Pramoedya became a prolific essayist in Bintang Timur, writing hundreds of essays on history and politics. His unique contribution to helping finish the revolution was interrupted in October 1965 when he was arrested along with hundreds of thousands of others. The right-wing of the army, under the command of General Suharto, seized power, making use of a failed attempt by left-wing officers to seize control of the army.
The Suharto coup marked the interruption, for nearly 40 years, of the Indonesian national revolution. More than a million workers, peasants and other left-wing activists were killed. Tens of thousands were imprisoned for one or two years and another 20,000 — including Pramoedya — were imprisoned for 14 years without charge and without trial.
Fourteen thousand prisoners were sent to the barely inhabited and barren island of Buru in eastern Indonesia, where they were forced to build their own barracks, clear the savage land with their own bare hands and start their own agriculture.
Many died in the initial years. It was in these demoralising years that Pramoedya began to draw on the memory of his work to tell the story of a 14-year-old Javanese girl, Sanikem, sold by her money-grubbing father to a Dutch plantation owner as a concubine and how this young girl transformed herself into a women of strength and capacity, Nyai Ontosoroh — far superior to that of her coloniser — and how she educated the first generation of Indonesian revolutionaries. The story inspired the prisoners and helped restore their morale.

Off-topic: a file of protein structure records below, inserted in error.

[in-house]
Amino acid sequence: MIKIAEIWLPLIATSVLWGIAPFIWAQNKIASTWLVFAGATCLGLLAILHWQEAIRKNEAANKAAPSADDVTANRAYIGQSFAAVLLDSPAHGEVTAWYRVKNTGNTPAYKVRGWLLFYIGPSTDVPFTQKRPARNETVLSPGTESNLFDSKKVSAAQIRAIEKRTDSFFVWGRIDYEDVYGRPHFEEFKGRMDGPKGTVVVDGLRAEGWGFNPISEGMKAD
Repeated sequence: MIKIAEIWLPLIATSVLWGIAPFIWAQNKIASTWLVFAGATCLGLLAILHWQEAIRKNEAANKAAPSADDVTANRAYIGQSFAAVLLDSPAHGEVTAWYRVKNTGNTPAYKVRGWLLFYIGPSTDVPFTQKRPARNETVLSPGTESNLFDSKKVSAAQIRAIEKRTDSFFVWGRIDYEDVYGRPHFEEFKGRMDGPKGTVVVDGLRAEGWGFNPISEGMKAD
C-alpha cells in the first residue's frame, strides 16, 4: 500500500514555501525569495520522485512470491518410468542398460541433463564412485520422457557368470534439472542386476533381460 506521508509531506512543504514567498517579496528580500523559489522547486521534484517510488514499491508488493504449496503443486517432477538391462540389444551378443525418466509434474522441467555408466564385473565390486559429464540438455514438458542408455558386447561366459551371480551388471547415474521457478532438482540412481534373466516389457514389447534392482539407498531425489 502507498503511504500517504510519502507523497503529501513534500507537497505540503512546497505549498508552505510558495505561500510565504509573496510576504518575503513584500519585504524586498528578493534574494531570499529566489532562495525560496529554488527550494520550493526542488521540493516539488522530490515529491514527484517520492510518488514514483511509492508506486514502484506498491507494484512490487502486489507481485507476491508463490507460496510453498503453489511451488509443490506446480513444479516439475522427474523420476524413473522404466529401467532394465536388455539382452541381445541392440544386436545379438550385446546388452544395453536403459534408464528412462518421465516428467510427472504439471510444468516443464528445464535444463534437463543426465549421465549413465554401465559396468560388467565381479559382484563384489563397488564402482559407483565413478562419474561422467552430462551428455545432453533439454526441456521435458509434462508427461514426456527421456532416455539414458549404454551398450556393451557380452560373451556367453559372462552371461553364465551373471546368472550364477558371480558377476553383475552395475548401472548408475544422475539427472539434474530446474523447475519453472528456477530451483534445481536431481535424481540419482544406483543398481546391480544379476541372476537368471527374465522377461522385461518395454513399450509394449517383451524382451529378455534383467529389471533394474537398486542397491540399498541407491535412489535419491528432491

Later when he obtained a typewriter and was allowed to write, Pramoedya churned out eight novels, a play and scores of essays while on Buru Island. When he was released in 1979, he was not supposed to publish. Such activities were illegal for former political prisoners. But Pramoedya, and two other former prisoners — Joesoef Isak and Hasyim Rachman — defied the dictator Suharto and began publishing Pramoedya’s prison novels, starting with This Earth of Mankind, based on the story of Sanikem and Nyai Ontosoroh. This was followed by the other great historical novels Child of All Nations, Footsteps and House of Glass. All are available in Penguin book editions.
Then came Pramoedya’s novels set in the prequel period to these four novels — Arok and Dedes, a story of rebellion set in the 13th century, and Arus Balik, an epic novel of maritime politics set in the 16th century.
These were his greatest works, explaining the origins of the Indonesian revolution, with more than half of them translated into more than 50 foreign languages. These later works were an expression of Pramoedya’s commitment to finish the revolution after his release from prison in 1979.
In the last 20 years of his life, Pramoedya repeated again and again in speeches and interviews the same call to Indonesia’s younger generation — the revolution is not finished. He joined the small radical Peoples Democratic Party (PRD) to emphasise this meant political commitment and joining a political organisation. He never tired of saying that reformasi (reform) was not enough. What was needed was “total revolution”.